Unit 3, Assignment 1, Virginia Adams

“Banality of Evil”

  • Term was coined in writing by Hannah Arendt on the trial of Adolf Eichmann, a leading organizer within the Nazi party, and on the questions of legality and moral judgement his impressive and unprecedented crime introduced
  • Huge issue of the definition of intention: although he obviously acted consciously in carrying out his actions, he likely was not actively thinking about the fact that he was making a genocide happen 
    • Draws a distinction between intending to do actions that work towards a greater purpose or intending to enact a greater purpose with one’s actions
    • Banal=the unthinking that comes with not reflecting on the external ramifications of one’s actions and their role in a greater plan
  • The great horror of this crime centers around its routine, systematic, and accepted (without major moral issues or objections) nature for those who enacted it and it thus became “banal” to them
  • Arendt argues for a new international system (of laws, courts, etc) because of the revolution the Nazis brought about that does not fit into the old system
    • A new type of crime requires a new response mechanism
  • The Nazis exemplify the result when thinking disappears and how this complex leads to “unthinkable” crimes against humanity that cannot happen with thinking
  • Concern that, when one “I” joins up in a group defined as “we”, the “I” might care more about remaining among the “we” than thinking substantially for itself and this collective action allows for the execution of the goals of a dictatorship, in this case
  • https://www.theguardian.com/commentisfree/2011/aug/29/hannah-arendt-adolf-eichmann-banality-of-evil (source consulted)

Origins of Totalitarianism

  • A book by Hannah Arendt, focusing on Naziism and Stalinism, and how their organization and overall structure gave way to their domination
  • Believes that the establishment of totalitarianism was influenced immensely by historical precedent of imperialism, which uses an ideological racism to allow a perceived superiority to justify the conquest of a land and its people through violence
    • The results of imperialism generate about nationalism, the pride in such a conquest
  • Although neither of these fit with totalitarianism, they illustrate the thinking that preceded it according to Arendt
  • Also, in discussions of prejudice, she establishes antisemitism not as a true hatred of the Jews but rather as a secular construct used in pursuit of destiny and as an explanation of superiority (under the scheme of Naziism)
  • On the theory of totalitarianism, she posits how mass movements define this system and the objectives of a totalitarian regime require loyalty for their execution
  • Totalitarianism works by taking advantage of an environment of uncertainty and of those who feel alone and provides a certainty with promises of a completely new order and system (goal of domination) and provides something to latch onto with this movement
    • A totalitarian movement must mobilize the masses to form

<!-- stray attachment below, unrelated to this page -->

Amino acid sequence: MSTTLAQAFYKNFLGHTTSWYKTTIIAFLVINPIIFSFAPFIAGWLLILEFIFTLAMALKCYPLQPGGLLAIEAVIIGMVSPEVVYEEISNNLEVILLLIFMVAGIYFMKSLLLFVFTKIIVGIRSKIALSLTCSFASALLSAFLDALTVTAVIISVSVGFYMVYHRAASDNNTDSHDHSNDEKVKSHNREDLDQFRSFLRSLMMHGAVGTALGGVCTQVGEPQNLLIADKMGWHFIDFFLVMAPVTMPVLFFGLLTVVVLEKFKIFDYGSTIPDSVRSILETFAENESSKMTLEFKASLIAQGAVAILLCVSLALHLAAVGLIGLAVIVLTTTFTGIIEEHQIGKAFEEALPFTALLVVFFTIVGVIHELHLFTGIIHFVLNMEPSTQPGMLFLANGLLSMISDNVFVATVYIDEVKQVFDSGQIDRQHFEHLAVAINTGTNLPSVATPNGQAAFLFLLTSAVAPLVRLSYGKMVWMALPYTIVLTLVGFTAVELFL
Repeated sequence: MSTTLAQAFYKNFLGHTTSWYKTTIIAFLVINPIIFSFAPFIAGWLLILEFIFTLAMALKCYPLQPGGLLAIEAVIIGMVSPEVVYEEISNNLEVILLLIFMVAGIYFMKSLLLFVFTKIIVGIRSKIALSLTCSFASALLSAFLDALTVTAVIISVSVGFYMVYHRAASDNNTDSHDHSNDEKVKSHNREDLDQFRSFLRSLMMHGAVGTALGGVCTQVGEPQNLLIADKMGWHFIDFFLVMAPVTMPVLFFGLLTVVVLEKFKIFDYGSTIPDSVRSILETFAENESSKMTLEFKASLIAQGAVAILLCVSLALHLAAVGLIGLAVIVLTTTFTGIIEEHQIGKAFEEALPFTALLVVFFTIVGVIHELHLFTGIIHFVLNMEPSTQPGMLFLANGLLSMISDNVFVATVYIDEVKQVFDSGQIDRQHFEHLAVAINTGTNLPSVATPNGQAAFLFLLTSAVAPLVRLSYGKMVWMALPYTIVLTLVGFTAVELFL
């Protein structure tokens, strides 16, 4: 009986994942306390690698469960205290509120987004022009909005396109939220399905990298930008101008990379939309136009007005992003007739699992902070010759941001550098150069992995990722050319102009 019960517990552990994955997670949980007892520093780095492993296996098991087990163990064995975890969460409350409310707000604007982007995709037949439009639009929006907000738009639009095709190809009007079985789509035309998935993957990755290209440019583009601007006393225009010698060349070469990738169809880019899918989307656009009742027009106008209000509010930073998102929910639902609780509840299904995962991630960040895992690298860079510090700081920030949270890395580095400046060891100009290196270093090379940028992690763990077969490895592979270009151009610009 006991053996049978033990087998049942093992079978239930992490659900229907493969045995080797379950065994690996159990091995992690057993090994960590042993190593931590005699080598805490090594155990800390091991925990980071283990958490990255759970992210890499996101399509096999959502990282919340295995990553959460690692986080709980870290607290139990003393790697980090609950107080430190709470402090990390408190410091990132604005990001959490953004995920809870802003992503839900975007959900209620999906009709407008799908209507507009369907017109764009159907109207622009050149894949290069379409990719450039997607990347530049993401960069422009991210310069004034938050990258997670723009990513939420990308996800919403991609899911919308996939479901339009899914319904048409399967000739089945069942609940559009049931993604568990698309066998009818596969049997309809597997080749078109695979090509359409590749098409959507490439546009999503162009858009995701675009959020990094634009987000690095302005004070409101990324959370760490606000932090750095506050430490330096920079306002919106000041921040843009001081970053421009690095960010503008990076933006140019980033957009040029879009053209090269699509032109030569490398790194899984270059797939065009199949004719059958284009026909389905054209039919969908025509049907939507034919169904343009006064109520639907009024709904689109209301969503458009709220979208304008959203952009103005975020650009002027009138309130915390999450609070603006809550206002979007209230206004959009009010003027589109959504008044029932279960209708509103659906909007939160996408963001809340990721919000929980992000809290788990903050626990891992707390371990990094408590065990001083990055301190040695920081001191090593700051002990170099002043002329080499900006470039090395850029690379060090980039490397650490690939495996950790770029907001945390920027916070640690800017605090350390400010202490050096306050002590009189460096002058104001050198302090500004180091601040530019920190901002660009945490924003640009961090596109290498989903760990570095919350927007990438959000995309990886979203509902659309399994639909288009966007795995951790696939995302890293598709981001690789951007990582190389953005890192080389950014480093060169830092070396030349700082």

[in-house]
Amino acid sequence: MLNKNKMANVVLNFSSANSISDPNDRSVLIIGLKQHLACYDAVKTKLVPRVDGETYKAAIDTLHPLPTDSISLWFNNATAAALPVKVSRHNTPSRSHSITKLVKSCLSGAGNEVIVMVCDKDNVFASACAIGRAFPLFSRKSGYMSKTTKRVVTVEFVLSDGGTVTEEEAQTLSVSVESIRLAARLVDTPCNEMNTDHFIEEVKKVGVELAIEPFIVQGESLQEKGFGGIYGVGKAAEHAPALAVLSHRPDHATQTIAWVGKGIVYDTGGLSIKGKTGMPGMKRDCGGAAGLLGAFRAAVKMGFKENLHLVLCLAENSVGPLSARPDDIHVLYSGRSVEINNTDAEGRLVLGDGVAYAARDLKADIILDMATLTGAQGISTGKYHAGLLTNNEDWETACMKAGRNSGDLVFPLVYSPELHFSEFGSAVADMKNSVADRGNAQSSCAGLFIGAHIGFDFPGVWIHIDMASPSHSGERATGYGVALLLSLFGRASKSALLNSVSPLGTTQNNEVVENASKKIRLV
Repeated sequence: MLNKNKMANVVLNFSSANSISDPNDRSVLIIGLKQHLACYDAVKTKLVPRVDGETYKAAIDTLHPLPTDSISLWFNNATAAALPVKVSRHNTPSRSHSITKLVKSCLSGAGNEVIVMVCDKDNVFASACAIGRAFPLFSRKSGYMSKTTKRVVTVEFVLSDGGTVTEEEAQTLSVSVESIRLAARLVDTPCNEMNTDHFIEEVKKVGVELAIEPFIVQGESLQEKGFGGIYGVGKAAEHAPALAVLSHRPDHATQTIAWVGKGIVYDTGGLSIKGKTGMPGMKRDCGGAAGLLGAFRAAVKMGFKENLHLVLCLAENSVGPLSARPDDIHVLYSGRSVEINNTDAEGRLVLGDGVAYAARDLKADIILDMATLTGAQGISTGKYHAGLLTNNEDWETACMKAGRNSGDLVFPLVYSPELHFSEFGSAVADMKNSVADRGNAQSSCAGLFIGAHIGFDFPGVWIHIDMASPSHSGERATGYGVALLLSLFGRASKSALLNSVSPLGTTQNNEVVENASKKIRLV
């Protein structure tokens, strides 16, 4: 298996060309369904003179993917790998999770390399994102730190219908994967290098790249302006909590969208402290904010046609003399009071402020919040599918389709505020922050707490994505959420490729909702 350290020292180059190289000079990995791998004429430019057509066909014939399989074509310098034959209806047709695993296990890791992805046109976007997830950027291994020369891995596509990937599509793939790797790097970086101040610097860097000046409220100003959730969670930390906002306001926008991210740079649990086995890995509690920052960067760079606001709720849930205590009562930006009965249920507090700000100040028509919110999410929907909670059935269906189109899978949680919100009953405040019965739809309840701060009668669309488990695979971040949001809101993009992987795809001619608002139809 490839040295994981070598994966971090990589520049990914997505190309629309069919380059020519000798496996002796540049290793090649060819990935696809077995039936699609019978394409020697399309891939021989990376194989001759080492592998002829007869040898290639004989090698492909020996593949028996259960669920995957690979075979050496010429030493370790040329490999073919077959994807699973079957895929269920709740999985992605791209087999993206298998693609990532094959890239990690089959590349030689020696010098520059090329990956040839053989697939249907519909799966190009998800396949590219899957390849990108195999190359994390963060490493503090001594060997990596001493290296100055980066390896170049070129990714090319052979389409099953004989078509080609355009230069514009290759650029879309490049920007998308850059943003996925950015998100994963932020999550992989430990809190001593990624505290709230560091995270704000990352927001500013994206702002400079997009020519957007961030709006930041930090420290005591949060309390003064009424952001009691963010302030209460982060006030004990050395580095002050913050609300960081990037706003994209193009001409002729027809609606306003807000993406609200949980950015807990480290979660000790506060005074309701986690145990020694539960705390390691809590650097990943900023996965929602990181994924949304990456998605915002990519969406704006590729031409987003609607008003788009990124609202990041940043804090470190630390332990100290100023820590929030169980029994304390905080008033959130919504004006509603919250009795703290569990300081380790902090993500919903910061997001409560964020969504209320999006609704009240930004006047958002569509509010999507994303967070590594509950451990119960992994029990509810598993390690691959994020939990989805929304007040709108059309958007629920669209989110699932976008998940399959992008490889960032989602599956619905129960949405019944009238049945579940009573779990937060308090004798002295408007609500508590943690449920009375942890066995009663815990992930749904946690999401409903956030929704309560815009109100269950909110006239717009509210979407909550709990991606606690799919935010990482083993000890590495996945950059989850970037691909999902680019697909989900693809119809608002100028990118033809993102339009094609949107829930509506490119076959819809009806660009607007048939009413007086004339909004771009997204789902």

• Terror defines these movements and totalitarian leaders use it to strip humans of their uniqueness, and freedom (in, for example, mass executions such as those under Naziism and Stalinism)
    • These executions convey the disregard for human dignity the leaders of such movements possess in their efforts towards mass domination (goal is one mass in favor of their leadership, strips humans down into categories and then eliminates the categories undesirable for the mass to help them justify the construction of this mass)
  • Propaganda allows regimes to construe their own realities that work towards the creation of this mass
  • https://memory.loc.gov/ammem/arendthtml/essayb1.html (source consulted)
  • https://lareviewofbooks.org/article/arendt-matters-revisiting-origins-totalitarianism/ (source consulted)
  • https://notevenpast.org/hannah-arendts-the-origins-of-totalitarianism/ (source consulted)

Adolf Eichmann

  • Middle class, an oil salesman who lost his job in the Great Depression and moved to Austria during World War One
  • Joined the Nazi Party in 1932, and made his way up the ranks into an SS office for Jewish affairs
  • His initial tasks were removing Jews from Vienna and Prague
  • He then gained leadership within coordinating a conference in Berlin focusing on the final solution (mass executions of Jews) and this position made him a face for the final solution
  • He primarily organized the acquisition of the Jews and their allocation to camps
  • He fled after the war and Israeli forces captured him in Argentina
  • These authorities brought him back to Israel for trial, but this posed a large question on ex post facto law as Israel did not exist during the time of the Holocaust
    • Idea of retroactively projecting standards that did not exist at the time of the crime’s execution, concern that he could not justly be found guilty of anything under a court that did not exist during the time of his crime
  • Others presented alternative methods of trial such as an international tribunal or in Germany, but the Israel insisted (likely on the basis of pride and out of a desire to send a message)
  • Eichmann denied any personal antisemitism, claimed to have never read “Mein Kampf” or canonical anti-semitic works and instead presented himself as a victim of orders he had to follow
  • He disavowed himself of direct responsibility to the outcome of these camps, positing that despite some awareness the executions did not fall under his purview
  • Exemplified a frequent argument of obedience used by Nazis
  • However, he frequently displayed innovation in doing his job which does suggest a desire to work towards this goal of the camps
  • The Israeli Court ultimately sentenced him to death
  • https://www.britannica.com/biography/Adolf-Eichmann (source consulted)

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